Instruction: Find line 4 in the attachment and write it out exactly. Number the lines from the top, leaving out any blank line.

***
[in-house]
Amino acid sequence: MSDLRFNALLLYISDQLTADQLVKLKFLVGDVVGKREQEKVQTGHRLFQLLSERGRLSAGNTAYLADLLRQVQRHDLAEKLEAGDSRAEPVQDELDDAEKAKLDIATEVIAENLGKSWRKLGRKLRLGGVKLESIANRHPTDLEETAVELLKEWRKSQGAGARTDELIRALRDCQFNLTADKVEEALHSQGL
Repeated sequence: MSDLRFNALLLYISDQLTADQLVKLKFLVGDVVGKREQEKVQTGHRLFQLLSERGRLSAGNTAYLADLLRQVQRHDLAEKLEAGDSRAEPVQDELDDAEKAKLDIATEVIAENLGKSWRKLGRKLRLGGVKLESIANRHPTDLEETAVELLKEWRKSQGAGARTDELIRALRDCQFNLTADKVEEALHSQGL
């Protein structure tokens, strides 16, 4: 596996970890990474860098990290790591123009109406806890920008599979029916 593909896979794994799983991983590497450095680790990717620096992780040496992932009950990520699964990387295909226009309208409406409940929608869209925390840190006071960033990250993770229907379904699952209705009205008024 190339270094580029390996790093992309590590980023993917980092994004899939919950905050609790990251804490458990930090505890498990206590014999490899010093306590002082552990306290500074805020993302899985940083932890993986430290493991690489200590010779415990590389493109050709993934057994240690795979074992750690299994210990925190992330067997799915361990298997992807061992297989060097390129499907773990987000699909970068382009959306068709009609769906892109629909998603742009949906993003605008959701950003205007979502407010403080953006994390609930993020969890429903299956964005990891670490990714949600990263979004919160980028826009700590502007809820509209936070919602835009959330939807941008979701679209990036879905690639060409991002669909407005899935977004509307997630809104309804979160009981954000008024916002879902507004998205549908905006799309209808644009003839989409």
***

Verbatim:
């Protein structure tokens, strides 16, 4: 596996970890990474860098990290790591123009109406806890920008599979029916 593909896979794994799983991983590497450095680790990717620096992780040496992932009950990520699964990387295909226009309208409406409940929608869209925390840190006071960033990250993770229907379904699952209705009205008024 190339270094580029390996790093992309590590980023993917980092994004899939919950905050609790990251804490458990930090505890498990206590014999490899010093306590002082552990306290500074805020993302899985940083932890993986430290493991690489200590010779415990590389493109050709993934057994240690795979074992750690299994210990925190992330067997799915361990298997992807061992297989060097390129499907773990987000699909970068382009959306068709009609769906892109629909998603742009949906993003605008959701950003205007979502407010403080953006994390609930993020969890429903299956964005990891670490990714949600990263979004919160980028826009700590502007809820509209936070919602835009959330939807941008979701679209990036879905690639060409991002669909407005899935977004509307997630809104309804979160009981954000008024916002879902507004998205549908905006799309209808644009003839989409």